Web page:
[T]hey are the same angry, ill-informed, overwhelmingly white, crypto-corporate paranoiacs that accompany every ascendancy of liberalism within U.S. government.
“When was the last time you saw such a spontaneous eruption of conservative grass-roots anger, coast to coast?” asked the professional conservative L. Brent Bozell III recently. The answer, of course, is: in 1993. And 1977. And 1961. And so on.
. . .
The same “spontaneous eruption” of folks never before engaged in politics. . . . The same blithely narcissistic presumption that the vast majority of Americans (or, at least, “ordinary Americans”) must already agree with them, and incredulity that anyone might not grasp the depth of the peril. . . . The same establishment conservative opportunists taking advantage, setting up front groups. . . . The same lunatic persecution fantasies.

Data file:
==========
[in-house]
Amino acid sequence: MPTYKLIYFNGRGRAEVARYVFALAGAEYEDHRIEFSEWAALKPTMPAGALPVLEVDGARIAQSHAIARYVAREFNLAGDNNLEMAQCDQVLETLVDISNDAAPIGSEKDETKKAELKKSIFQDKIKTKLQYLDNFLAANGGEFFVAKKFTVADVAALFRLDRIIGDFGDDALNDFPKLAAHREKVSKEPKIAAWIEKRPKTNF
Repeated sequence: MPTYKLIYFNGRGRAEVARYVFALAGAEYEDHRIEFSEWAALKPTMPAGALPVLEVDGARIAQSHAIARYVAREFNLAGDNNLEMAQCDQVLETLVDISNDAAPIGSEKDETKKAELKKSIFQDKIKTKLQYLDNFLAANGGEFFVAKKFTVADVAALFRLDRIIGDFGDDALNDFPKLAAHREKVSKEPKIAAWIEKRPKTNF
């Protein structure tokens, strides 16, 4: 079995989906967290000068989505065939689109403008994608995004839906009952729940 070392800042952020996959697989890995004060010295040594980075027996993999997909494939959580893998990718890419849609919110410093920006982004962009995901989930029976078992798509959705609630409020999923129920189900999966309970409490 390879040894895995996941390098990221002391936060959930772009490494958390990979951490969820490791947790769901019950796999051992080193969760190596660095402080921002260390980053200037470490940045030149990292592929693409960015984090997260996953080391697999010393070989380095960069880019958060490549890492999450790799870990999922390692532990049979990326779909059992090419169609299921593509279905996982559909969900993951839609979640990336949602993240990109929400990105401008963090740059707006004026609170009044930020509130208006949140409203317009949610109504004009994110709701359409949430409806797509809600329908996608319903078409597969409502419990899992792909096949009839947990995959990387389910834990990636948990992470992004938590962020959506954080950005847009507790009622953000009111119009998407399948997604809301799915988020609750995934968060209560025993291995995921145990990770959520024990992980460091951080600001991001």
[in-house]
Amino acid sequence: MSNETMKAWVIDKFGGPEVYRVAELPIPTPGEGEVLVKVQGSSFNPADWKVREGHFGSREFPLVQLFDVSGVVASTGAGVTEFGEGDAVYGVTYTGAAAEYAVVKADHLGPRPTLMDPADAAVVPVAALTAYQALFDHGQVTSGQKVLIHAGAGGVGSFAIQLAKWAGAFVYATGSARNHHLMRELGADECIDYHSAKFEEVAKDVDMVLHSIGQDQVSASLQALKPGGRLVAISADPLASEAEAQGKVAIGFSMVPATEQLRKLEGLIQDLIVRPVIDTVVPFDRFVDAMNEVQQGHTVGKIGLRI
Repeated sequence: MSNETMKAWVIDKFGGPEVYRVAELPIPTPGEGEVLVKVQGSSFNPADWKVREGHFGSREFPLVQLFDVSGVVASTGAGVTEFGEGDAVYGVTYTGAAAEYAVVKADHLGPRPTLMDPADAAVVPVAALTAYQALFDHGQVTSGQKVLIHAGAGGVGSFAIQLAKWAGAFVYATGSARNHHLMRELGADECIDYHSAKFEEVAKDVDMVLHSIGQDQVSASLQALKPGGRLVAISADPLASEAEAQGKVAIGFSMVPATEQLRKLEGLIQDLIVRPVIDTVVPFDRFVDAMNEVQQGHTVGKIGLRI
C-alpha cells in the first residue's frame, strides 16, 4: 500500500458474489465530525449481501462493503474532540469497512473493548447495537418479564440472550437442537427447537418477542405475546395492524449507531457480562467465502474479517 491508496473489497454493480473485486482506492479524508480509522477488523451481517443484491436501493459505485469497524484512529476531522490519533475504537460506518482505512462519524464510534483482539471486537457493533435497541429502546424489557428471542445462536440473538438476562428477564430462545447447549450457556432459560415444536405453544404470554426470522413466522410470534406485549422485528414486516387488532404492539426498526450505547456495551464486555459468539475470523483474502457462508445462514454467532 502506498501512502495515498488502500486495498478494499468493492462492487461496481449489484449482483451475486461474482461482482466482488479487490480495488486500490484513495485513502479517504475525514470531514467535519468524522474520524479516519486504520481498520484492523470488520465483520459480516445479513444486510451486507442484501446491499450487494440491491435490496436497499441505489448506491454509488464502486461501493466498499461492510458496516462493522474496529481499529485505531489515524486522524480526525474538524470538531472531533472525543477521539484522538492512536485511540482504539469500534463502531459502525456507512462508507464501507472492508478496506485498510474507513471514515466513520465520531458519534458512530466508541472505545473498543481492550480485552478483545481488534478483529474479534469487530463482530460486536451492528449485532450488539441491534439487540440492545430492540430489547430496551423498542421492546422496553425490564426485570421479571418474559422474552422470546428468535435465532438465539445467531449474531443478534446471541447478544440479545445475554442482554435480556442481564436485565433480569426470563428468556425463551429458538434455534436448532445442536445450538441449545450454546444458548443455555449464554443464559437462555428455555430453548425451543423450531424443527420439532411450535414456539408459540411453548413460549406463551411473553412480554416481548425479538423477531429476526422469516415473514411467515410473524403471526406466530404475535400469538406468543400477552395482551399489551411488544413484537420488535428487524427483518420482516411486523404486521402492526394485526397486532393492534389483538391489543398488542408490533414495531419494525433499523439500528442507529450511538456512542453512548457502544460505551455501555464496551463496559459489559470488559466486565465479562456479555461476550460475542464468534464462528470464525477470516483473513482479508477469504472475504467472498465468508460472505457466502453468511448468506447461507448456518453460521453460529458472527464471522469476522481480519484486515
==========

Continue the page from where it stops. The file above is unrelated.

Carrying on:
Reading Nixonland in the early fall of 2008, in the midst of the campaign, I had a constant sense of deja vu - the ideological weapons of 40 years are still being used today. Nixon prospered throughout his career by convincing one group of Americans to hate some other group of Americans, and that successful strategy has become embedded in and corrupted the the soul of the Republican Party.
Unfortunately, if you start thinking about parallels with the past, you are reminded of the ugly fact that LBJ's Democratic liberal landslide of 1964 was followed four years later by the ascendancy of Richard M. Nixon.